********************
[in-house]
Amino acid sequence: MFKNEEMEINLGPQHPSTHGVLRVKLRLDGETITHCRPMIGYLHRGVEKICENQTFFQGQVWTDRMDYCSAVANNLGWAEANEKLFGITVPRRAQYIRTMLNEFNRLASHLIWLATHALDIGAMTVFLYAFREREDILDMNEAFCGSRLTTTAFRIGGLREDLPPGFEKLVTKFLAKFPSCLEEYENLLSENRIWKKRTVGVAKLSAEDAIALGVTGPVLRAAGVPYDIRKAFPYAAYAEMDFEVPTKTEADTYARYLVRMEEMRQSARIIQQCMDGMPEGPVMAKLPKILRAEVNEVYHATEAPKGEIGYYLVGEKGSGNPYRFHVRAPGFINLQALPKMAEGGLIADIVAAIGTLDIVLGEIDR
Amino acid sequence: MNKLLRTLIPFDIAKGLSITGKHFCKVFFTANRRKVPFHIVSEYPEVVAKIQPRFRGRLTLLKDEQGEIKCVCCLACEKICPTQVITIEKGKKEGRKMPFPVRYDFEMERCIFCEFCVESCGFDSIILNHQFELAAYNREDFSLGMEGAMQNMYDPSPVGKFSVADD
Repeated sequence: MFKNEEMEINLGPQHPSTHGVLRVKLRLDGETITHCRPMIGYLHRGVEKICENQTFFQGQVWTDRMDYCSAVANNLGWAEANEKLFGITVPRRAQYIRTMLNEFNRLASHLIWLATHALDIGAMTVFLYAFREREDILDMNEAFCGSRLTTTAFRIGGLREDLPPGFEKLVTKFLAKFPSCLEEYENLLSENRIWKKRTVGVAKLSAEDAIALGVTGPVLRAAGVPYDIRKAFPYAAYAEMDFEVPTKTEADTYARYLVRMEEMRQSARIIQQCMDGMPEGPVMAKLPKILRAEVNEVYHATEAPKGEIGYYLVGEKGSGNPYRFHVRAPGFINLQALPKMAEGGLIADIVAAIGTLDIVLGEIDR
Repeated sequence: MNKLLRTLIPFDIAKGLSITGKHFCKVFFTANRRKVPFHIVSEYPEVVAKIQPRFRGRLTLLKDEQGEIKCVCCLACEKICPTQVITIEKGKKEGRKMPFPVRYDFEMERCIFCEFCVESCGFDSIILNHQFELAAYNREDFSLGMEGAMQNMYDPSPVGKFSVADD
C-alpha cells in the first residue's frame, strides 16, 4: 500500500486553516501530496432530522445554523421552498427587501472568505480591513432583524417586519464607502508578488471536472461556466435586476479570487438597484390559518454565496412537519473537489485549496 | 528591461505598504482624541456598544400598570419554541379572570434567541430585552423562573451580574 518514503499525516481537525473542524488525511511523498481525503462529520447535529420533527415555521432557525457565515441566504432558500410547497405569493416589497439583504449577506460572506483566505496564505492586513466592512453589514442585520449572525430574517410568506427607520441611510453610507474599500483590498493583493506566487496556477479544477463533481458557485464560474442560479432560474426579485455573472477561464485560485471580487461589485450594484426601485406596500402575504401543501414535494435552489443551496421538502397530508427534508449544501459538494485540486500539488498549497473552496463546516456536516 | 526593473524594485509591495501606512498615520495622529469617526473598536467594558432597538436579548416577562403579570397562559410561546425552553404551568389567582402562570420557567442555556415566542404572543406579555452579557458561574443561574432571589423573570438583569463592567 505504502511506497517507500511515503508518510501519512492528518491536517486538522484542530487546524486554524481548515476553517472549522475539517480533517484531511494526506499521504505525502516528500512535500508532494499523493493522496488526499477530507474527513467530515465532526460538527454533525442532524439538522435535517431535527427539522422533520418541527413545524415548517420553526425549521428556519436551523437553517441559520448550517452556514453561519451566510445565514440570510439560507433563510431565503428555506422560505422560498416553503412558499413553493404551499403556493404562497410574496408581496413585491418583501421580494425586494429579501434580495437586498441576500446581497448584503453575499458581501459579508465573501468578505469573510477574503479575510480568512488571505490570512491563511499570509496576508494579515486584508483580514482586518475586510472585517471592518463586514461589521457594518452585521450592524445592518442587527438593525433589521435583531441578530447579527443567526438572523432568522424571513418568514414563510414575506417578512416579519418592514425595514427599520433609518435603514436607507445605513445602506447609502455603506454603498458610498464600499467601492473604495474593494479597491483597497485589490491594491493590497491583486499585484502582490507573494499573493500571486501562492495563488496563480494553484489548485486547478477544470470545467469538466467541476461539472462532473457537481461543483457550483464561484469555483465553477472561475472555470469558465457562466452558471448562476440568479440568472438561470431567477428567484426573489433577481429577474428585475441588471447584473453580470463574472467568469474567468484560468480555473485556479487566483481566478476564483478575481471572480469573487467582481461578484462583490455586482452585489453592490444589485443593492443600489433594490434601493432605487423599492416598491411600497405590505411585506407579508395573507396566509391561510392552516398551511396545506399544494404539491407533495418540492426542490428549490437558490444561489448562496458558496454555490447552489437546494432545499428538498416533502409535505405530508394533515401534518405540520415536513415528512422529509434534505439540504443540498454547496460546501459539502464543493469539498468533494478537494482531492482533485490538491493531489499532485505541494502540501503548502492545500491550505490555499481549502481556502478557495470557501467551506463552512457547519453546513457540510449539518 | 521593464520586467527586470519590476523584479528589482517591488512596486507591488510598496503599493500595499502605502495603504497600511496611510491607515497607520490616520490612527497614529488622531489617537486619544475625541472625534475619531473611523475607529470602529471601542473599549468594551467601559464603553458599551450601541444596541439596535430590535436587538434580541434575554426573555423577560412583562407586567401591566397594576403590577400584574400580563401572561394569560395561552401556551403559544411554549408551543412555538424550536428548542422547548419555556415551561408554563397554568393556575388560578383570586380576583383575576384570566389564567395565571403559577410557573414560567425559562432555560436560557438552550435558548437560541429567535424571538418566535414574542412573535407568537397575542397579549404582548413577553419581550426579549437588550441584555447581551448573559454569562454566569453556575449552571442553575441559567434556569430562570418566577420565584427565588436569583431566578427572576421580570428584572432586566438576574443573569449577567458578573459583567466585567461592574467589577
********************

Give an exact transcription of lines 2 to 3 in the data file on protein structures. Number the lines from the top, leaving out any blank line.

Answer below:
Amino acid sequence: MFKNEEMEINLGPQHPSTHGVLRVKLRLDGETITHCRPMIGYLHRGVEKICENQTFFQGQVWTDRMDYCSAVANNLGWAEANEKLFGITVPRRAQYIRTMLNEFNRLASHLIWLATHALDIGAMTVFLYAFREREDILDMNEAFCGSRLTTTAFRIGGLREDLPPGFEKLVTKFLAKFPSCLEEYENLLSENRIWKKRTVGVAKLSAEDAIALGVTGPVLRAAGVPYDIRKAFPYAAYAEMDFEVPTKTEADTYARYLVRMEEMRQSARIIQQCMDGMPEGPVMAKLPKILRAEVNEVYHATEAPKGEIGYYLVGEKGSGNPYRFHVRAPGFINLQALPKMAEGGLIADIVAAIGTLDIVLGEIDR
Amino acid sequence: MNKLLRTLIPFDIAKGLSITGKHFCKVFFTANRRKVPFHIVSEYPEVVAKIQPRFRGRLTLLKDEQGEIKCVCCLACEKICPTQVITIEKGKKEGRKMPFPVRYDFEMERCIFCEFCVESCGFDSIILNHQFELAAYNREDFSLGMEGAMQNMYDPSPVGKFSVADD